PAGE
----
January 15, 2002


As we embark on a new year at EMU and have many of our strategic planning and mission deliberations behind us, I want to focus on how our students, faculty and staff are advantaged by new services this winter; on recognitions of our excellence and personal accomplishments; and on our efforts to secure our future through public and private support.

New services, systems and facilities development are high priorities at EMU and they benefit all members of the University community. The University is responding to student concerns about academic advising. Through initiatives currently being implemented, we will nearly double our capacity to deliver professional academic advising to our students. Planning for the new Transfer Center in Pierce Hall also is underway. Renovations of the space are beginning and staff positions are being transferred and posted to provide one-stop service for prospective transfer students, ensuring quick access to all information needed to enroll at EMU. Our prospective students also are engaged electronically. Through the new GoalQuest targeted communication system, 3,000 high school students and other applicants are receiving regular electronic messages from EMU to help gauge their interest and encourage them to enroll. We are the first university in Michigan to use this targeted e-mail approach to admissions.

Our staff and faculty have new opportunities this semester to sharpen their skills, improve their benefits and participate in a streamlined employment process. EMU faculty and staff who serve in administrative positions are eligible to participate in an exciting new program that is part of our Human Resources transformation project&emdash;Leadership EMU. In February, and again in March, we will begin a professional development program for a cohort of academic professionals aimed at improving management skills and nurturing emerging talent at the University. Two groups of 30 participants will attend sessions one day per week for ten weeks as part of this new program.

Those throughout the campus involved in the hiring process also will be pleased to learn that we are implementing newly redesigned employment practices that are more efficient and decentralized, moving from over 100 steps with 24 approvals and 19 forms to a greatly simplified process.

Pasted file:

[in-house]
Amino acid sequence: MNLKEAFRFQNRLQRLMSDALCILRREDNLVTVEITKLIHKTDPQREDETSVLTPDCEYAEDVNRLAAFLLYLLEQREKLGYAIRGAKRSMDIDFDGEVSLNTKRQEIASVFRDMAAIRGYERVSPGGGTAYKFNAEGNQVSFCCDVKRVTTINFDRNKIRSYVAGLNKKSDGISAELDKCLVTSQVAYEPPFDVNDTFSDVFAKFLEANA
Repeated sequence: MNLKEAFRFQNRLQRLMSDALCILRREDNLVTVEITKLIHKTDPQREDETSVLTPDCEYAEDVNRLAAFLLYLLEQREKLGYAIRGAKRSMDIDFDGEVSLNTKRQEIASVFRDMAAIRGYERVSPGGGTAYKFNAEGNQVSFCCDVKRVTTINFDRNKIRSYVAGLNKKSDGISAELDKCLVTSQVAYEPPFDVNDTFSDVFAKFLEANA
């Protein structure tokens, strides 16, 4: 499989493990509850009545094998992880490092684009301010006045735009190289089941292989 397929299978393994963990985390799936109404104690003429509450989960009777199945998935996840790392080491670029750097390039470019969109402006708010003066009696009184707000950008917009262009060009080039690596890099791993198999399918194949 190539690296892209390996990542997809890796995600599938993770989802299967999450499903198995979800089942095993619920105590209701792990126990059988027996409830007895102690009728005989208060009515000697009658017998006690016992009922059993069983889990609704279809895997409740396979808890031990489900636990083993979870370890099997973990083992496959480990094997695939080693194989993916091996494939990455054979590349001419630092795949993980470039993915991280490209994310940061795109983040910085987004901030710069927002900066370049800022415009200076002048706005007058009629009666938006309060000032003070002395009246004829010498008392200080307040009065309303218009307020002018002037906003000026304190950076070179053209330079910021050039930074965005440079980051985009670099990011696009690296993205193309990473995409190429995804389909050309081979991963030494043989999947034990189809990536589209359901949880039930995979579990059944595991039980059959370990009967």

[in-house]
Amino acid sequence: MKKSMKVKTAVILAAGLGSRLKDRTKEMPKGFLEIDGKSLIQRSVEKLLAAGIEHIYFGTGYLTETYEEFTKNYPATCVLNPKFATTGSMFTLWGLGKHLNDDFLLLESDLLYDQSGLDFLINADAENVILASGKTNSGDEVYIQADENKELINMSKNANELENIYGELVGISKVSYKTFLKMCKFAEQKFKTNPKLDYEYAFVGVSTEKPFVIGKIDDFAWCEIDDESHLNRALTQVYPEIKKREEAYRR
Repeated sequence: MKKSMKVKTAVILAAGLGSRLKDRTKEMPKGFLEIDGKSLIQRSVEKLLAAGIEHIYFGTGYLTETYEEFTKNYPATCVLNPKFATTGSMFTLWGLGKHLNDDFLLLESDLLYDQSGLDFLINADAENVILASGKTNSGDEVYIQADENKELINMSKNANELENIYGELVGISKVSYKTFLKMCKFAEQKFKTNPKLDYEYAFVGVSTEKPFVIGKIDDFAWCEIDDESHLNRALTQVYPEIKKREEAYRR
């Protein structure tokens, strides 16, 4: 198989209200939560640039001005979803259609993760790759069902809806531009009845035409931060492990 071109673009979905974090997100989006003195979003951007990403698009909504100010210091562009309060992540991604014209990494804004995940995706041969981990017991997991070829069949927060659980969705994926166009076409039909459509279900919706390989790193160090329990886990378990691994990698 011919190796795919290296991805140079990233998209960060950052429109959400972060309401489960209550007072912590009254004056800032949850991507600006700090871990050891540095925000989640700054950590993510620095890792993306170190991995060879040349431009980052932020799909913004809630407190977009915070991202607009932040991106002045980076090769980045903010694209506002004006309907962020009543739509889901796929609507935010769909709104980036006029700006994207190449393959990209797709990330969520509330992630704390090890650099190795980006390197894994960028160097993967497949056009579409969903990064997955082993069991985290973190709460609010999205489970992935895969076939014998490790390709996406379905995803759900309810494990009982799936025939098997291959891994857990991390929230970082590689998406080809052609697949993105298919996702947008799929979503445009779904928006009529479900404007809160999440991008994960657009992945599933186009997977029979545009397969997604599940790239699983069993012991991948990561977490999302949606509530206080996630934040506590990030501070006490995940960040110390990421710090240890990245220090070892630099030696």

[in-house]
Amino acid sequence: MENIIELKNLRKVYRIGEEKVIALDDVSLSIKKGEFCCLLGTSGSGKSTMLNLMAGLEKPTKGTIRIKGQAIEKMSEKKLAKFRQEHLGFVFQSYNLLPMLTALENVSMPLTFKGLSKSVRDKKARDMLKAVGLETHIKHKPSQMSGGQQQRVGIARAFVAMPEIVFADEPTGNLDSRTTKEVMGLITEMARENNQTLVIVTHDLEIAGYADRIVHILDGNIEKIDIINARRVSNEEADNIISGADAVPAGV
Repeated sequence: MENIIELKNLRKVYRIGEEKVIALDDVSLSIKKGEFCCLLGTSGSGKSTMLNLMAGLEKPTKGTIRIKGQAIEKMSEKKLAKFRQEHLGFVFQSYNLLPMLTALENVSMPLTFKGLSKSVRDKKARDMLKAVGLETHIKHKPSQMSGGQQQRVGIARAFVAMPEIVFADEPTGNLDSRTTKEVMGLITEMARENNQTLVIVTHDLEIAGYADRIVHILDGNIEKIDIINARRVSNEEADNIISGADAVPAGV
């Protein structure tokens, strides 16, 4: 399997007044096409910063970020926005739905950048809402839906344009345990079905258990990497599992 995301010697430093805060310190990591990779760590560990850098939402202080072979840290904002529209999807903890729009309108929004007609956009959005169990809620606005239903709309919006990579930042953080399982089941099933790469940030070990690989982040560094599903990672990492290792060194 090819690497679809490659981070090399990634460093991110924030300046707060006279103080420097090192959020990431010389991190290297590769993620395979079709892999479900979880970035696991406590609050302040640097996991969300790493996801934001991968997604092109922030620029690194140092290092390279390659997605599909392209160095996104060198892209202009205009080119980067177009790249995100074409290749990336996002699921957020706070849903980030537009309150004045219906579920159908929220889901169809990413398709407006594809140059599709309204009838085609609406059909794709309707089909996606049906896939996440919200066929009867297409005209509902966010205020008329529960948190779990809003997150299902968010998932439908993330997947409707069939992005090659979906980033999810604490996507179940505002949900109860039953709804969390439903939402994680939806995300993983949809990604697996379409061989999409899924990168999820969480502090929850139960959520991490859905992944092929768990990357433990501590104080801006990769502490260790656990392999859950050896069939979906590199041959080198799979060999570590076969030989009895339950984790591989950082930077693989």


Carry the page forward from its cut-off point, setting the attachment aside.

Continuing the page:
We also are excited about the migration of almost 700 employees to the improved Community Blue PPO health care plan which allows us to reduce cost growth and develop wellness initiatives in addition to improving coverage for our staff. The agreements that have been approved by union members and considered by the Board today reflect the work of our collaborative Health Care Task Force. We remain concerned that not all employees are covered by this improved plan and that the changing health care landscape and reduced State support will make it much more difficult to provide this benefit for others in the future.

Facility projects that are not dependent upon State support are progressing rapidly. Proposals are due by the end of the month from firms interested in defining the program for the expansion of McKenny Union. Survey work for the parking expansion projects approved at the last Board meeting are underway, and we are nearing completion of our program statement for the modernization of Pray-Harrold, which we have asked the State to support. Dining Services has opened "Freshens" in the Union, which offers a dining menu that includes healthy food options, and the new College of Business computer lab and interactive classrooms, funded in part by a gift from Ford, have opened for students in classes at the start of the semester.

A new year is a time to celebrate institutional and individual accomplishments. The excellence of our people, programs and alumni is being recognized by diverse peers and organizations around the nation. EMU's Office of Financial Aid has recently been honored by being designated as part of the Department of Education's Quality Assurance Program. This is an honor that is afforded to only 5 percent of all US colleges and universities. It recognizes us for an outstanding audit record, financial procedures and efficiencies, and it rewards us by providing greater flexibility in administering federal aid programs and relaxing burdensome oversight regulations. It is an excellent example of our commitment to continuous improvement in a very demanding service area.

In addition to Board recognitions today for outstanding student achievements exemplified by our cross-country championships, our former students are being recognized in a variety of ways. I just returned from the annual meeting of the NCAA where the Association gave its prized Silver Anniversary Award for lifetime career achievement to alumnus Rodney Slater, an EMU Athletic Hall of Fame member and former US Secretary of Transportation. Steven Koponen, a 1993 graduate, has been named a recipient of the prestigious Milken Family Foundation "National Educator Award," the twenty-second EMU graduate to earn this distinction. Also, at least 11 schools headed by EMU alumni received this year's Golden Apple Award for heightened success on state achievement tests.